Friday 10 to 1: juniors making their mark
With our juniors in action this week in Mexico, we take a look at the most notable juniors to be making their presence felt on the senior tour in 2013.
With our juniors in action this week in Mexico, we take a look at the juniors who have begun making the biggest strides since turning their attention to the senior tour in 2013.
The junior Wimbledon champion this year, 16-year-old Bencic made her presence felt on the WTA Tour this week in Tokyo, making the most of her wildcard into the main draw of the prestigious WTA Premier event and winning her opening round match. She fell to Petra Kvitova in the second round, but only after pushing the No.7 seed in a 7-5 6-4 loss. Her current ranking of No.326 stands to rise enormously when the next WTA rankings are released.
The Aussie 19-year-old, who last competed on the junior tour in 2012, has made impressive strides in 2013. Sanders was ranked outside the world’s top 600 in February before she qualified for then won the ITF Pro Tour title in Launceston. After reaching the final of the Ipswich Pro Tour event the following week, it was the beginning of a rapid rise that saw her peak at world No.217 in August and achieve her goal of entering US Open qualifying. She owns a win-loss record of 28-16 in 2013.
The Canadian enjoyed a stellar year at the junior Slams in 2012, winning Wimbledon and the US Open after reaching the Australian and French Open finals. And in his first year of senior tennis in 2013, he’s already cracked the top 300 thanks to consistency on the ITF Futures circuit, and by impressively reaching the second round of his home ATP Masters 1000 event in Montreal.
Having begun the year ranked No.125, the Russian-born Kazakh cracked the top 100 for the first time in February 2013, and this season reached the second round at both the Australian and French Opens. The intensely-competitive 18-year-old has seen her ranking rise to a peak of No.88 after a combination of success on the ITF circuit and qualifying for several WTA events. Previously coached by Martina Hingis, her progress has been halted by a back injury.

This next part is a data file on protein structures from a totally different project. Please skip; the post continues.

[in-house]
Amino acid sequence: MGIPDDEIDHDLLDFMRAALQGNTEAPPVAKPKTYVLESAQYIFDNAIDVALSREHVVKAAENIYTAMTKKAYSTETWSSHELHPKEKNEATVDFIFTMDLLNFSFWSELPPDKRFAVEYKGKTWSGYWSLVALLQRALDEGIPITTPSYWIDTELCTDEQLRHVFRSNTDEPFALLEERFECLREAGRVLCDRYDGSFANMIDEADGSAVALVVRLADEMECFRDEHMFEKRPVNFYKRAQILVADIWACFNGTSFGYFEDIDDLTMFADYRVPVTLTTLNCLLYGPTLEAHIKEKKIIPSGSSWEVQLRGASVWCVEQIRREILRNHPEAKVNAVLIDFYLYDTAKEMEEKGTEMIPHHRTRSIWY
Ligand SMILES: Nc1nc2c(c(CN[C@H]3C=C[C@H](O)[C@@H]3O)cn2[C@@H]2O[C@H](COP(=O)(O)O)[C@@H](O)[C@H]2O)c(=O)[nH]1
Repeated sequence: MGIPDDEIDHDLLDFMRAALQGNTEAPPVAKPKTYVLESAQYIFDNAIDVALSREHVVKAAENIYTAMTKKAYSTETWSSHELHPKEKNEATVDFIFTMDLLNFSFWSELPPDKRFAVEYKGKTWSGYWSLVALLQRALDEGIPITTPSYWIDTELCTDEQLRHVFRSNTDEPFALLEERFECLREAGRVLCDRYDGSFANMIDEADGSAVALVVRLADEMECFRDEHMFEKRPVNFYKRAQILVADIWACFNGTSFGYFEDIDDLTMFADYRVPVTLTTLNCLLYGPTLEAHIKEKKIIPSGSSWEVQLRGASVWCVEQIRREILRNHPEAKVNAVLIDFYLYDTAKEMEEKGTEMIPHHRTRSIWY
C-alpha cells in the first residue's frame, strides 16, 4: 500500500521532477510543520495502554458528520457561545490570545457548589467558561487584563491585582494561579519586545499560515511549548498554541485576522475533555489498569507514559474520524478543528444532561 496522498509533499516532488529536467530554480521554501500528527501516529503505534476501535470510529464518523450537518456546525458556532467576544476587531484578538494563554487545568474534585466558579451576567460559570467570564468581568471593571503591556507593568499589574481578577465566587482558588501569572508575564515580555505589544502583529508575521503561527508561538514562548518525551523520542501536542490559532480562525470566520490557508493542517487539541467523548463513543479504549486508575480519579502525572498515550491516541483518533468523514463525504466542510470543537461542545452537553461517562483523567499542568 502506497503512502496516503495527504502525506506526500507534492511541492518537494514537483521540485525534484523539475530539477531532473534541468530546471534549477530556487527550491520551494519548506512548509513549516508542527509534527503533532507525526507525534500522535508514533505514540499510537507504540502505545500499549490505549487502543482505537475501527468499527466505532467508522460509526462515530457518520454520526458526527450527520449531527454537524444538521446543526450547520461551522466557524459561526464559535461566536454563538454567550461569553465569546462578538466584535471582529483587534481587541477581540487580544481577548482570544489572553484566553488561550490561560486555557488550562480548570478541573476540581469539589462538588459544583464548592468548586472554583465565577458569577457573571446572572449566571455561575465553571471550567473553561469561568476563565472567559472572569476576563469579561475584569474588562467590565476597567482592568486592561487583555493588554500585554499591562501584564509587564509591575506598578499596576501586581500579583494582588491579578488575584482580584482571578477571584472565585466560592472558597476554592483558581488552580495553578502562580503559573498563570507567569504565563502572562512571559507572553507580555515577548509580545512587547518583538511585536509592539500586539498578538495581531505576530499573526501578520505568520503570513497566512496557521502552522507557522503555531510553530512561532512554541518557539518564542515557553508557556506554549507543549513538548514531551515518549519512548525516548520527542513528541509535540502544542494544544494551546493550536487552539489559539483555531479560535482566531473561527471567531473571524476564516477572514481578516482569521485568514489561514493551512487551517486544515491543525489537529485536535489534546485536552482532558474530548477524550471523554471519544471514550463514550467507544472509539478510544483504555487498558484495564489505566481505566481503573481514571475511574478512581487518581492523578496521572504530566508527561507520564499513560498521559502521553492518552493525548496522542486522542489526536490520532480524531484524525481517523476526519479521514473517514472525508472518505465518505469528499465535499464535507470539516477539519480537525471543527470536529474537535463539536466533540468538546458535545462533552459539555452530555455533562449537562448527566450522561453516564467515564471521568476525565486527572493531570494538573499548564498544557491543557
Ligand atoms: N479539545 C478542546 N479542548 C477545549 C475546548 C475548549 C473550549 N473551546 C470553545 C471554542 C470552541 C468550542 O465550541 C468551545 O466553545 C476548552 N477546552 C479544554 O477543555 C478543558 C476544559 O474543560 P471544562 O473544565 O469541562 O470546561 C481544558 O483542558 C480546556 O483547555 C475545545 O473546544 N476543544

The 17-year-old became the youngest player inside the WTA’s top 100 in January this year after reaching the second round of the Australian Open, and also reached the second round at Flushing Meadows. Just days after turning 17 in June, she enjoyed a run to the WTA Birmingham final, backing up her success in 2012 by winning though to the Tashkent final. She is currently ranked 77th.
While still contesting the junior events in Melbourne, Paris and London, the Aussie 18-year-old has made scintillating strides on the professional tour, beginning when he won the ATP Challenger title in Sydney. Kyrgios has surged from outside the top 800 to his current mark of No.189; he’s the youngest player inside the ATP top 200. It’s an improvement highlighted by a second round appearance at Roland Garros, qualifying for the US Open, and making his Davis Cup debut for Australia.
Apart from playing one junior event in 2012, Barty pretty much left the junior circuit after winning the girls’ singles title at Wimbledon. Since then, she’s made magnificent strides, despite being younger than almost all the other girls on this list; she’s captured four ITF titles since 2012, enjoyed her first Grand Slam main draw victories at the French and US Opens this year, and risen to world No.133. And she’s been a dazzling competitor on the doubles circuit, reaching the Australian, Wimbledon and US finals with Casey Dellacqua and peaking at world No.12.
She competed at the French Open juniors as recently as 2012, but just over a year later, the 18-year-old found herself inside the WTA’s top 50. It’s a mark she’s reached thanks to four WTA-level quarterfinals as well as a semifinal run at the WTA event in Katowice; the German has also progressed to the second round at three of the four majors in 2013.
The Ukrainian, who recently turned 19, has stealthily climbed inside the WTA’s top 40 since reaching the junior Wimbledon final in 2012. Svitolina has won 32 matches this season, mixing ITF success with impressive tour results, the most notable being her run to the title in Baku, Uzbekistan. Currently ranked No.39, she also reached the semifinals in Bad Gastein, Austria.
Topping our list is Eugenie Bouchard, who since winning the 2012 girls’ singles title at Wimbledon has gone on to make her presence felt on the WTA Tour. And although she’s not yet hit as high a ranking as Svitolina – she’s currently ranked 46th – it’s been the nature of her wins and the tournaments at which she’s achieved them that have turned heads. In 2013, she’s beaten Jelena Jankovic, Laura Robson, Sam Stosur and Ana Ivanovic, and this week reached the quarterfinals in Tokyo. She also progressed to the third round at Wimbledon, this time in the women’s singles.